We provided some spa services in Sports Core, our heath and racquet club, before the spa opened in 2000, but we built the separate spa within the hotel grounds so we could concentrate on using more Kohler products and provide more services incorporating water. Spa guests can spend time in a sok tub with color therapy and unique water features, such as effervescent bubbles or a special shower, and then have a massage. We’ve worked to integrate different water products that clients could incorporate into their homes.

Have you had the results you hoped for since the spa opened?
We know the Kohler Waters Spa does influence product awareness and purchasing, but the question is, to what extent? Our spa reception desk has a notebook that provides details about all the spa elements, including paint colors, tiles and other things in the environment, because guests always ask, “What’s that yellow paint in my room?” We don’t make the paint, but we can tell them. That sort of interest indicates that when people come here, they are very attuned to the environment, and they want to know where they can go to purchase its components. It’s not often that someone comes to a spa and asks about the paint, but here, the clients are in an environment where they’re clearly thinking about their home experience. Maybe we should form some sort of partnership with a paint company!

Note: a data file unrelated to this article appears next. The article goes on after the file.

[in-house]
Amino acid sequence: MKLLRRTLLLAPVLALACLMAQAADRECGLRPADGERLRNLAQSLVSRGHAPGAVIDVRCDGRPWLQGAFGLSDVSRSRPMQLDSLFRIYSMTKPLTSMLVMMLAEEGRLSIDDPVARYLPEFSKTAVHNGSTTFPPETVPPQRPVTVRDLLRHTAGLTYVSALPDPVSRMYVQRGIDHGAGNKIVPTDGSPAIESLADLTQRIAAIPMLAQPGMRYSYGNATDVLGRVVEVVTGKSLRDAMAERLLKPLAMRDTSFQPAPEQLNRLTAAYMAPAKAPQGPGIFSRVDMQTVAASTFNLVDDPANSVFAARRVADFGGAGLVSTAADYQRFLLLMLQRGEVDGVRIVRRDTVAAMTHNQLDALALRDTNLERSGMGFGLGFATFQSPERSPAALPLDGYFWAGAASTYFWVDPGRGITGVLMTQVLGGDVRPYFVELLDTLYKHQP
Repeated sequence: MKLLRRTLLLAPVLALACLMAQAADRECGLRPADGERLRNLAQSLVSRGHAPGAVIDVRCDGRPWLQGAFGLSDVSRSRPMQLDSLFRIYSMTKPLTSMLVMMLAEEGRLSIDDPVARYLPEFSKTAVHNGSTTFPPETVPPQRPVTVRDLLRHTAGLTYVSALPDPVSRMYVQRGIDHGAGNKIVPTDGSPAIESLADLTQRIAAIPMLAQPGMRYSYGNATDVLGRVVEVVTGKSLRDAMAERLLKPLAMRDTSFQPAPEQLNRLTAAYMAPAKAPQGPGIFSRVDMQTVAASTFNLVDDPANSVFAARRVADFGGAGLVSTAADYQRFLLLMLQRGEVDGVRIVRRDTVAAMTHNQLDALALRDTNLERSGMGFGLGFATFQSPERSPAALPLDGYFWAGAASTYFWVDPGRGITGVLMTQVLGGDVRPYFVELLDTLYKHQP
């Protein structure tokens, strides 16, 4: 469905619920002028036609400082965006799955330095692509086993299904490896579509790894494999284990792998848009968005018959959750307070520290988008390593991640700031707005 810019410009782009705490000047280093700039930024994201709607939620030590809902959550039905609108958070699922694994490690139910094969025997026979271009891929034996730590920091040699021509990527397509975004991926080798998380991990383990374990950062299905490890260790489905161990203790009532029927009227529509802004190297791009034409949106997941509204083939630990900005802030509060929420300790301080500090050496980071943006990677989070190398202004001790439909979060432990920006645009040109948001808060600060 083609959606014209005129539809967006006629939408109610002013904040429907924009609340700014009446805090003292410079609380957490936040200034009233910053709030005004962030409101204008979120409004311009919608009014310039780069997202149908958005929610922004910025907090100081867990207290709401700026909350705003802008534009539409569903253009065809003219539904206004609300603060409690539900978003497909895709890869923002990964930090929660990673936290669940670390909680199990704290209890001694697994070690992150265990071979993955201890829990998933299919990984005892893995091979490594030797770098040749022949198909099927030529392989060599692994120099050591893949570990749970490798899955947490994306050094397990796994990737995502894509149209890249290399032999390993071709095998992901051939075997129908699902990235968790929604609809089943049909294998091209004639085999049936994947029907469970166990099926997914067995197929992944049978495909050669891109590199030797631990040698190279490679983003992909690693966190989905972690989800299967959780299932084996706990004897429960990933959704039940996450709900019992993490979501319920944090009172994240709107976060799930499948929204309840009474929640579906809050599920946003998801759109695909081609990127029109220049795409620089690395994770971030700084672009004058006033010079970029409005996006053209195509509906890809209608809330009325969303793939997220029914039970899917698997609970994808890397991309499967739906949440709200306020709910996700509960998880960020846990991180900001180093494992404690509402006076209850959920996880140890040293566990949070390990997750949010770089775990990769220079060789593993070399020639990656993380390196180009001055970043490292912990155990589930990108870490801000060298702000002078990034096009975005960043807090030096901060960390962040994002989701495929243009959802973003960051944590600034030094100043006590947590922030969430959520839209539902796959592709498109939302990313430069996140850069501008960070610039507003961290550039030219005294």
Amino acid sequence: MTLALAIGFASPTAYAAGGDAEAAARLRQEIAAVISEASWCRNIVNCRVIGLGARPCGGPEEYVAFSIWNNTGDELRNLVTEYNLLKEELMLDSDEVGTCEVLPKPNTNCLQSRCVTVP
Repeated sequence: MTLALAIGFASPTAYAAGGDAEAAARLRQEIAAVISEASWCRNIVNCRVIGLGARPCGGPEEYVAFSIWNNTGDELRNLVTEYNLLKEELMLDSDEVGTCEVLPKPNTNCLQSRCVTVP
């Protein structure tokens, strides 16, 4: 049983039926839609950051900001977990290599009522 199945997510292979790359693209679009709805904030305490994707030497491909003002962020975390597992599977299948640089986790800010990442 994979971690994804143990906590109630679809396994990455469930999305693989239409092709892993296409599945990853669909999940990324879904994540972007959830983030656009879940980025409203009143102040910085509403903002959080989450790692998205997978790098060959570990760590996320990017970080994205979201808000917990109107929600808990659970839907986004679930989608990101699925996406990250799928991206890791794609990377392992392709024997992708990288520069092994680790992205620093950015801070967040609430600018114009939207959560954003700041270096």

Do the Design Center and spa facilities serve similar or different purposes in the Kohler marketing strategy?
They’re similar in that both expose customers to products and provide something fun and interesting to do. Customers may learn about the spa from displays at the Design Center, but it is not a particularly common occurrence that customers immediately walk down the street to the resort. However, if someone is at the Design Center — close to 200,000 people per year visit — they may become aware of the spa and become a customer at some point. The spa also works a little differently within our marketing strategy because it is first and foremost a part of the resort experience. Guests may be there for a business meeting, and their exposure to Kohler products is incidental.

What successes have been attributed to the strategy of investing in an experience for consumers?
For Kohler, our biggest success is establishing ourselves as a lifestyle brand. It’s not just about plumbing or furniture, but a lifestyle. We provide products and an enjoyable way to experience the products. Our golf courses are world-renowned, and unlike many others, they feature state-of-the-art Kohler bathrooms. It has been fun to take the company-owned land and build beautiful golf courses and resorts. We continue to find ways to cross-market and expose people to our products.